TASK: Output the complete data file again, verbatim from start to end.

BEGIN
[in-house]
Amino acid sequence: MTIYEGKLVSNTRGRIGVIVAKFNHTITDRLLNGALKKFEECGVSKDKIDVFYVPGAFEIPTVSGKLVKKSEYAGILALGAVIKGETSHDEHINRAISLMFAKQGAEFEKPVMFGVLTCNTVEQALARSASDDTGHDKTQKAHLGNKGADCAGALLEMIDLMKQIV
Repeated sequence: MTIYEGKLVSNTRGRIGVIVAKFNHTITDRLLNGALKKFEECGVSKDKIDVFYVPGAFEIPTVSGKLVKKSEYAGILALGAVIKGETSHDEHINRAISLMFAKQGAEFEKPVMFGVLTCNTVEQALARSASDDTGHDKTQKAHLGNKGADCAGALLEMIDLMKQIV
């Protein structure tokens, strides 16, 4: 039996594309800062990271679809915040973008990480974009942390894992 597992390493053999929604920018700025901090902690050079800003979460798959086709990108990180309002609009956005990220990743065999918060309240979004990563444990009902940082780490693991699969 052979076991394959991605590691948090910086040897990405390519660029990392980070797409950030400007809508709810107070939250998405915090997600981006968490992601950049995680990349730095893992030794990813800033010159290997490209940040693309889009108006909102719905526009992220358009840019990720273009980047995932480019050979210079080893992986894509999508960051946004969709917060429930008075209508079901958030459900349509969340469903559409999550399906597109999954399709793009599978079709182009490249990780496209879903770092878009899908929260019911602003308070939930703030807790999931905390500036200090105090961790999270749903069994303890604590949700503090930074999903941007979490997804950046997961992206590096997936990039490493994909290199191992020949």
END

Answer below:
[in-house]
Amino acid sequence: MTIYEGKLVSNTRGRIGVIVAKFNHTITDRLLNGALKKFEECGVSKDKIDVFYVPGAFEIPTVSGKLVKKSEYAGILALGAVIKGETSHDEHINRAISLMFAKQGAEFEKPVMFGVLTCNTVEQALARSASDDTGHDKTQKAHLGNKGADCAGALLEMIDLMKQIV
Repeated sequence: MTIYEGKLVSNTRGRIGVIVAKFNHTITDRLLNGALKKFEECGVSKDKIDVFYVPGAFEIPTVSGKLVKKSEYAGILALGAVIKGETSHDEHINRAISLMFAKQGAEFEKPVMFGVLTCNTVEQALARSASDDTGHDKTQKAHLGNKGADCAGALLEMIDLMKQIV
């Protein structure tokens, strides 16, 4: 039996594309800062990271679809915040973008990480974009942390894992 597992390493053999929604920018700025901090902690050079800003979460798959086709990108990180309002609009956005990220990743065999918060309240979004990563444990009902940082780490693991699969 052979076991394959991605590691948090910086040897990405390519660029990392980070797409950030400007809508709810107070939250998405915090997600981006968490992601950049995680990349730095893992030794990813800033010159290997490209940040693309889009108006909102719905526009992220358009840019990720273009980047995932480019050979210079080893992986894509999508960051946004969709917060429930008075209508079901958030459900349509969340469903559409999550399906597109999954399709793009599978079709182009490249990780496209879903770092878009899908929260019911602003308070939930703030807790999931905390500036200090105090961790999270749903069994303890604590949700503090930074999903941007979490997804950046997961992206590096997936990039490493994909290199191992020949």